The German office investment market was working hard in 2018. Not only did domestic and foreign buyers invest nearly €30 billion in the segment, they were especially interested in acquiring large buildings. Analysts with BNP Paribas Real Estate, a real estate consulting and services firm, counted 65 acquisitions of individual buildings in the three-digit millions of euros range.
But that reflects only one side of the current market activities. Notices of property purchases by institutional investors are piling up on a scale that was previously seen usually with private buyers or family offices. For example, in January Deka Investment acquired Forum Krefeld, which was completed at the end of November 2018, for an institutional fund portfolio – a mixed-use property with a manageable 8,000 square metres of space. The price, which was negotiated in secret, is likely in the low two-digit millions of euros range.
Solid factor on the purchase spectrum
For a long time now, Union Investment has been happy to acquire smaller properties as well. For example, the Hamburg-based investment manager acquired an office property in Bad Homburg at the end of 2018 that is fully let to IT service provider Dimension Data. The building was purchased for an institutional fund in this case as well – and with 6,750 square metres of floor space that was also acquired in the low double-digit millions of euros price range. The Step 8.3 office building in Stuttgart is a similar size. The six-storey-high, fully let building completed in 2018 has just about 8,000 square metres of space. The property was acquired by Union Investment for its Austrian retail real estate fund, immofonds 1.
These two examples are by no means exceptions, emphasises Martin J. Brühl, Chief Investment Officer and Member of the Management Board at Union Investment Real Estate GmbH: “We have significantly expanded our acquisition spectrum in the last three years. In our building inventory in particular, the small-volume market segment is now a solid factor and will continue to gain in importance – both for our institutional solutions as well as for our products for private customers.” After all, 25 of the 36 acquisitions with a total volume of €2.3 billion that Union Investment concluded last year fell below the €50 million mark. The strategy makes sense – and for many reasons. A good half of the major deals closed in Germany last year were made with money from foreign deposit-taking institutions. “Foreign investors were more often able to prevail in these major deals than the competition from Germany,” as Matthias Leube, CEO of real estate company Colliers International Deutschland, describes the situation.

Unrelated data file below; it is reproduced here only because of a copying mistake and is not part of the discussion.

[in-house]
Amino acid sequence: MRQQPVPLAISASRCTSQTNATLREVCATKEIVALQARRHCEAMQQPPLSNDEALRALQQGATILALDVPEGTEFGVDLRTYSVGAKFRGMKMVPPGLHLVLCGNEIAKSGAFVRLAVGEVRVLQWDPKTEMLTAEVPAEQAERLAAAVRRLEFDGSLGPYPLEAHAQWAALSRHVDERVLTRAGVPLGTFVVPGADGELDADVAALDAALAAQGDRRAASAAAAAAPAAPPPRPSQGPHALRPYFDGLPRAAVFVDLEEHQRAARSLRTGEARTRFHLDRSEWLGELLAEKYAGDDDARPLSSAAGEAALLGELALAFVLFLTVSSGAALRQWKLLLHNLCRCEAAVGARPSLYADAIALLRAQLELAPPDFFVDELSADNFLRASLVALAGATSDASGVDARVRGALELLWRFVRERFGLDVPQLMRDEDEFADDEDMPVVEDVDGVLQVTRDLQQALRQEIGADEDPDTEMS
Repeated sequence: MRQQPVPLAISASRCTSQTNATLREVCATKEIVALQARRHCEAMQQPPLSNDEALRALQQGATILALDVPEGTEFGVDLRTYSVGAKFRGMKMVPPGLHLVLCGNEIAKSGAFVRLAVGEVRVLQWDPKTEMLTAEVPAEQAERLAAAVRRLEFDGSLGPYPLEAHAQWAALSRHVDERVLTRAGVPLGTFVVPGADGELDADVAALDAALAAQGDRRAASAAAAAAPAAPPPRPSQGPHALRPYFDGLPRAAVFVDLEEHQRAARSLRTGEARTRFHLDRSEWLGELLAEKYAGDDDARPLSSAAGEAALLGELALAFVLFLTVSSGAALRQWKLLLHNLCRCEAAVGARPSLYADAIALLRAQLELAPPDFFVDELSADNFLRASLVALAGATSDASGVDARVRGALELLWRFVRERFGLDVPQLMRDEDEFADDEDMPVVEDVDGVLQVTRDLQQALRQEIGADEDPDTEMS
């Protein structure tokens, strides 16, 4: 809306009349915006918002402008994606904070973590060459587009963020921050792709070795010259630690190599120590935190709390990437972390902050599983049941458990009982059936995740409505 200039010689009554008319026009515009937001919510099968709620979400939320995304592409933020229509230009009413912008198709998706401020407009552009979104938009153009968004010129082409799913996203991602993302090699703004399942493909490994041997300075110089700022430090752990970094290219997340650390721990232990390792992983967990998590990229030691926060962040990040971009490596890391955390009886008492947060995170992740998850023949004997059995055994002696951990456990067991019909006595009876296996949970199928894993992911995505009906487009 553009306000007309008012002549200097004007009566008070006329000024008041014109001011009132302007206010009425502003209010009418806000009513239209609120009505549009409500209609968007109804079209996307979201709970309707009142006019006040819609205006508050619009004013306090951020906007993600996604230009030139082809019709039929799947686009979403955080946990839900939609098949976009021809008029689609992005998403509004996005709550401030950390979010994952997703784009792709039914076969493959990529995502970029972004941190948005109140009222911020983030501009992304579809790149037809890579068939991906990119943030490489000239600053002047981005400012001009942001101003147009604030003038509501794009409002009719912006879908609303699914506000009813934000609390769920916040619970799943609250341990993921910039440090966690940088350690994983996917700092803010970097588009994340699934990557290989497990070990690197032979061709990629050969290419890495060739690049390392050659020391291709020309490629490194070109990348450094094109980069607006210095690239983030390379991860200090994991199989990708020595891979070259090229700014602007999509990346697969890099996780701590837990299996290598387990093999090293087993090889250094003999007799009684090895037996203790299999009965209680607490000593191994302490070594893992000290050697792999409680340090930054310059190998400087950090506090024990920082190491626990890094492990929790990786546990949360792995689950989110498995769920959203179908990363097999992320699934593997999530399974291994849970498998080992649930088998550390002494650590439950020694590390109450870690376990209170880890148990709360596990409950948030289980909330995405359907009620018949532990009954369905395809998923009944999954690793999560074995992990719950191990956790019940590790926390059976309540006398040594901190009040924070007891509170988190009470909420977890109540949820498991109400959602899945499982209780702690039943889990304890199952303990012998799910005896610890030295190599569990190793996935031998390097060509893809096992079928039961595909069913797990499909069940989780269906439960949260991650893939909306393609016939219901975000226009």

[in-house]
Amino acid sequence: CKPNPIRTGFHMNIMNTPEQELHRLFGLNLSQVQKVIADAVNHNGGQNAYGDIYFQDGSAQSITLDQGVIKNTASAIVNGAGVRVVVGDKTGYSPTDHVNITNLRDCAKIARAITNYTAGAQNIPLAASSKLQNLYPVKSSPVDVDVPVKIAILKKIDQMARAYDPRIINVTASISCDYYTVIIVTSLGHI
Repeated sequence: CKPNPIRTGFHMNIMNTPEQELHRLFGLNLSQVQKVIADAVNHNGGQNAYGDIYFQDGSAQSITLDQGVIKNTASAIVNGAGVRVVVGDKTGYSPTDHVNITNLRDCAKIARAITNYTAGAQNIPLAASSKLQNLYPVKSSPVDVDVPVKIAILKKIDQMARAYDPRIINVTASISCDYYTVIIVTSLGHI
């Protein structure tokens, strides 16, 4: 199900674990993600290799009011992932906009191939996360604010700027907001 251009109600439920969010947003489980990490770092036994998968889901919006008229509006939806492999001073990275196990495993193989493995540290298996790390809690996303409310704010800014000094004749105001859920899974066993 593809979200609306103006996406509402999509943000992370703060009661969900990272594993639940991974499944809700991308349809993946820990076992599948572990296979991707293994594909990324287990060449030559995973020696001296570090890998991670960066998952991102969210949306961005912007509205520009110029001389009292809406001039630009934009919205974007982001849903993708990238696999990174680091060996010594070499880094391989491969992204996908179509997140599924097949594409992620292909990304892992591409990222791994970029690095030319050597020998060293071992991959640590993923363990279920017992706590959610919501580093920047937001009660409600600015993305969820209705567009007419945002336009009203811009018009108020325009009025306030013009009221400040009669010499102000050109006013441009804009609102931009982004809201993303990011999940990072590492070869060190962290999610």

That means: international investors were prepared to pay higher prices than domestic competitors, which sent the peak acquisition yields for office buildings in major German cities – which were already at a record low – even further downhill. In an annual comparison, they declined by 0.1 percentage points to only 3.2 percent, according to CBRE real estate services.
Domestic investors have been viewing the rising purchase prices in their own country with scepticism for some time – and are searching for strategic alternatives or complementary opportunities for their portfolios. Matthias Pink, Research Director at international property consultant Savills in Germany, expressly supports the approach of investors taking a closer look at smaller properties again. They had slipped into the background in the past, he says. For example, the percentage of commercial real estate transactions below €50 million per purchase in Germany had been steadily declining over the past six years, according to an analysis by JLL real estate consultants. These purchases contributed only around €5 billion to the total transaction volume of €29.5 billion in Germany in 2018. The average property volume is currently well above €50 million, mentions Savills researcher Pink, adding: “Investor competition should be the most intense around this value.” For anyone who wants to avoid that, it might make sense to focus on lower property volumes.
Project acquisition is not an obstacle
However, Pink also mentions the downside of investments with smaller components: “Building a diversified portfolio takes more effort,” he says. “The acquisition of higher-volume properties is generally more efficient for fund management,” confirms Sonja Knorr, real estate fund analyst at Scope Analysis. Ultimately, the scope of due diligence and the entire acquisition process for high-volume properties requires scarcely more effort than for smaller acquisitions. “However, concentration risks increase for the funds with larger properties,” warns Knorr. Thus, the strategic return to smaller properties has also come to large retail funds – and is by no means limited to office buildings. Union Investment recently acquired a hotel property in the historic city centre of Edinburgh for its UniImmo: Global fund, which is worth €3.5 billion in total. At around €43 million, the purchase price is comparatively modest in this example as well. And low volumes are no longer an obstacle for project acquisitions, either: the Hamburg-based company purchased a logistics centre that was still under construction in Monsheim near Worms in mid-2018 – also for the UniImmo: Global fund. With 63,000 square metres of floor space, the price in this case is likely below the €50 million-mark once again. So there is plenty of room for the small ones, even in the portfolios of major funds. And Savills Manager Pink is certain: “The higher cost and effort is likely to be worthwhile for cashflow investors with a long-term focus.”
By Anne Wiktorin